In a study comparing maternal age-specific risk rates of Down syndrome by race, Hispanics and whites were the only groups with rates that differed significantly from each other. Hispanics showed higher rates at maternal ages under 40 years (Bishop 1997). Hispanics tend to keep conceiving babies with Down syndrome due to the age of their pregnancies. It was mentioned before that at age 40, the probabilities increase to 1 in 100. The overall reduction in live births with Down syndrome in 1989–1991 that could be attributed to prenatal diagnosis and elective abortion of affected fetuses was 25.8%, with 49.1% of it being observed at pregnancies at 35 years. In 1990–1991, Hispanics showed having the lowest overall reduction which was of (10.0%), while whites had the highest reduction of (46.3%) (Bishop 1997).
Recent advances in surgery for the treatment of congenital heart defects have greatly enhanced the survival of children with Down syndrome. However, despite this enhancement in life expectancy, the ability of children with Down syndrome to reach their full developmental potential may be reduced by disorders of the ear, nose, and throat (Mitchell 2003). This study consisted of 29 children with Down syndrome. Eighteen of the children were Hispanic, five non-Hispanic white, five Native American, and one Asian (Mitchell 2003).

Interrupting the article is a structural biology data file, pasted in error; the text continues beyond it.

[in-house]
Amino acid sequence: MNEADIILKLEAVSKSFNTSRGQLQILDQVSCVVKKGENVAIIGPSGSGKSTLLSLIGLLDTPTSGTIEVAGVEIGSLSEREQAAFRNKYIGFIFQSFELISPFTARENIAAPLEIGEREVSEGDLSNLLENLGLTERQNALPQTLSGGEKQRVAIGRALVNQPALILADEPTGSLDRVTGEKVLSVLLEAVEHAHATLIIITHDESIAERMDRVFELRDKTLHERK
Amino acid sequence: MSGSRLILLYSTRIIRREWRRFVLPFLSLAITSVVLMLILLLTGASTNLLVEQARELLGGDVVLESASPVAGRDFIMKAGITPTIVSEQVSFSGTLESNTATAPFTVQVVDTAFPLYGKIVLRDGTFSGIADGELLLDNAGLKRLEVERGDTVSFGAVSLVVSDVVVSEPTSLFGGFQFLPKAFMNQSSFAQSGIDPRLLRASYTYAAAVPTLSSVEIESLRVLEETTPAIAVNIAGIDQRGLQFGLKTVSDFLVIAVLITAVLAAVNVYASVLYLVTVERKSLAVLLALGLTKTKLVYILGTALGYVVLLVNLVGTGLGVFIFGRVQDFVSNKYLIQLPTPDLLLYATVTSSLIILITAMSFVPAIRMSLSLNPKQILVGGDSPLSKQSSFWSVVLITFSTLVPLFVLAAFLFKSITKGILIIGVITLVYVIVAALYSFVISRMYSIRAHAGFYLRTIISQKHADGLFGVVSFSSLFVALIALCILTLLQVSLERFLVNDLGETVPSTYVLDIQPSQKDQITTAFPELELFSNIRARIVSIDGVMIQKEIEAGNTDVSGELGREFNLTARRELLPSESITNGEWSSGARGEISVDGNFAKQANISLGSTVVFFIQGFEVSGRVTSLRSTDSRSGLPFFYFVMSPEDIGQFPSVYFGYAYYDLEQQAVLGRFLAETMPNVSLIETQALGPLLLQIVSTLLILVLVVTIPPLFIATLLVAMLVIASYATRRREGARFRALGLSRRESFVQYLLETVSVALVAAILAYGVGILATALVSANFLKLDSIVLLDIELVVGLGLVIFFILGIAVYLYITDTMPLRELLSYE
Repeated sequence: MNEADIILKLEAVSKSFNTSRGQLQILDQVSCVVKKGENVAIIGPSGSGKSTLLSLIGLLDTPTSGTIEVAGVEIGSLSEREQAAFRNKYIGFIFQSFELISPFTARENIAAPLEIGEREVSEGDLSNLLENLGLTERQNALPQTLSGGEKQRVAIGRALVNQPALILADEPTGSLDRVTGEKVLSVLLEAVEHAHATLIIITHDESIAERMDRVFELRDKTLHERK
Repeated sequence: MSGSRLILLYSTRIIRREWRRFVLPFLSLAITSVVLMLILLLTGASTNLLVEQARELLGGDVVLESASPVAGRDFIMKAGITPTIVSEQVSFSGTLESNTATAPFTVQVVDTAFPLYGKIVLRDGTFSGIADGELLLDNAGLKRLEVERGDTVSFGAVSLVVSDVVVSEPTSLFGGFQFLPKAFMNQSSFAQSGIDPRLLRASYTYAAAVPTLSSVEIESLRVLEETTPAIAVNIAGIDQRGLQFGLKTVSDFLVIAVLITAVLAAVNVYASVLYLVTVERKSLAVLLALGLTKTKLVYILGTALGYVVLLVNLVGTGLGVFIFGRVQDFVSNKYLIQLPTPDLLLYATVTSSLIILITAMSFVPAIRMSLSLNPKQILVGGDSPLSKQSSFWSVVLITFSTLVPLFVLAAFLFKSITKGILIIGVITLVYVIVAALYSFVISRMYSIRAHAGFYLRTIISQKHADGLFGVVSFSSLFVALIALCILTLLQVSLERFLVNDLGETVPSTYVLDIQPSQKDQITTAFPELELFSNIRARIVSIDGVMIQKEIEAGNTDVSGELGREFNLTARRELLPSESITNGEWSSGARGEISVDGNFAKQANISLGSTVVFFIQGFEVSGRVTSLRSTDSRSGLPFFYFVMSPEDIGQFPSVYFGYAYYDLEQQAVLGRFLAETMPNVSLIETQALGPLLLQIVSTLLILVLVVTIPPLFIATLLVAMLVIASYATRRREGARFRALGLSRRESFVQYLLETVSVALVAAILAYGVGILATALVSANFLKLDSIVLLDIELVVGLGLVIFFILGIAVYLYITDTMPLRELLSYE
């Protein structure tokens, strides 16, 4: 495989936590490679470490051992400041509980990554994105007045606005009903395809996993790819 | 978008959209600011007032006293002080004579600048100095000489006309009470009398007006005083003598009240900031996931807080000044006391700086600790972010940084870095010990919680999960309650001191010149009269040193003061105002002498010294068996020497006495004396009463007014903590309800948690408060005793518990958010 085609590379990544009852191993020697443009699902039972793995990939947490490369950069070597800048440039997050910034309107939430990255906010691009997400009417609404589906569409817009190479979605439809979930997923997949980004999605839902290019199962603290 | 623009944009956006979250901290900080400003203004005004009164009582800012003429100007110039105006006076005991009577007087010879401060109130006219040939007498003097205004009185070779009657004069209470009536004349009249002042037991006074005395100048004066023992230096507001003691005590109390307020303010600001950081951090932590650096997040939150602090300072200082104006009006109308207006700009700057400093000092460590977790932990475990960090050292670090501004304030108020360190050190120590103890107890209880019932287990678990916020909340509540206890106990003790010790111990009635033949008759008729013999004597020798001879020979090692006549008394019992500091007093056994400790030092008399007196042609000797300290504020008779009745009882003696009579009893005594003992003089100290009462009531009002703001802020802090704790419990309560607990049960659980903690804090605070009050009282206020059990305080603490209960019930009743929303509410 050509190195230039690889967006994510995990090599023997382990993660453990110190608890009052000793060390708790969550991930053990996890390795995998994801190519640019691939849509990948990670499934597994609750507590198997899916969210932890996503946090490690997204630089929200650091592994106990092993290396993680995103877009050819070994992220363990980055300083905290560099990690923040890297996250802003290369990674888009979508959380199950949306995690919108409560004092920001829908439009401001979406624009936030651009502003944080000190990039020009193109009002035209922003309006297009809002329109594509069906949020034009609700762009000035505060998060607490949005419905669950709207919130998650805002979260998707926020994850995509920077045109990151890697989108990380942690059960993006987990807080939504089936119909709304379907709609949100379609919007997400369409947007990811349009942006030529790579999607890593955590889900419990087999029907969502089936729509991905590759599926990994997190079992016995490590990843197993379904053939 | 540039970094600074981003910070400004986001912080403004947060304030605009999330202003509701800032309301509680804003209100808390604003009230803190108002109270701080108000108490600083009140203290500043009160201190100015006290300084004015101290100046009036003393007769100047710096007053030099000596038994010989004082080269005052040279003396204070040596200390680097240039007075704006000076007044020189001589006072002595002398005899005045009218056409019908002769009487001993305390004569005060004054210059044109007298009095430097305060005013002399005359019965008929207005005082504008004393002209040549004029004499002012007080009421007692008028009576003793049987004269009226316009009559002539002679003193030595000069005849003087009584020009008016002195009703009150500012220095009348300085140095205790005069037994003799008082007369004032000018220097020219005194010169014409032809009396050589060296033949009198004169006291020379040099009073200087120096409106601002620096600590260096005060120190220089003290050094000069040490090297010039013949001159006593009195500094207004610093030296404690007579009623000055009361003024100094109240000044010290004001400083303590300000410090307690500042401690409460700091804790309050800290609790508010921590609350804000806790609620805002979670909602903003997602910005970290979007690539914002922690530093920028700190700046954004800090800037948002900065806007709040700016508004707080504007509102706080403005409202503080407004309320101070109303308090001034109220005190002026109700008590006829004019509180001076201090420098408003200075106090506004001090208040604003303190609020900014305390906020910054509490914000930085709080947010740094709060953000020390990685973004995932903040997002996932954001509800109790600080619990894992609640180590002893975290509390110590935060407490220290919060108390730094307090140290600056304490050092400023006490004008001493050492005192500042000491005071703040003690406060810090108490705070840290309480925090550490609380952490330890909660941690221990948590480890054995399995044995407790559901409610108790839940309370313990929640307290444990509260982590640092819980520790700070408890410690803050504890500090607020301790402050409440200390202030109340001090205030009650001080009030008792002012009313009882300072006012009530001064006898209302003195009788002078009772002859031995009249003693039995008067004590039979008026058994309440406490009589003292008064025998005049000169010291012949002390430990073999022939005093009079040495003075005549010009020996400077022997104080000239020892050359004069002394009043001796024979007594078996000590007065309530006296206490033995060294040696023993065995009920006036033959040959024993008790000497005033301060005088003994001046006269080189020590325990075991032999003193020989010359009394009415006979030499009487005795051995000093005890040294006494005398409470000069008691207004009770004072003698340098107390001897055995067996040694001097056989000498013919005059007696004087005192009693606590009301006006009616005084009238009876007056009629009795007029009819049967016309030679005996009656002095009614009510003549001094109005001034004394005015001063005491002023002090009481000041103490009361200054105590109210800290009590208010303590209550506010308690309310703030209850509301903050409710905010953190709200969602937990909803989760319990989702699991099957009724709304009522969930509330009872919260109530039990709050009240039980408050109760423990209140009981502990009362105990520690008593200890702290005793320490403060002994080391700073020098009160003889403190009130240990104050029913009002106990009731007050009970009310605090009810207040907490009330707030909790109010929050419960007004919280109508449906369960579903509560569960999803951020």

There are three main risk factors for the birth of a Down syndrome infant: elevated maternal age, structurally abnormal 21 chromosome or containing extra material, and the birth of a previous offspring showing signs leading to Down syndrome. In a study, all Down syndrome cases were reported to the Women’s Hospital of the Los Angeles County during a 15 year period from 1974 to 1988, resulting in most Down syndrome births occurring to those of Mexican ancestry and a small proportion from Central America (Hook 1999).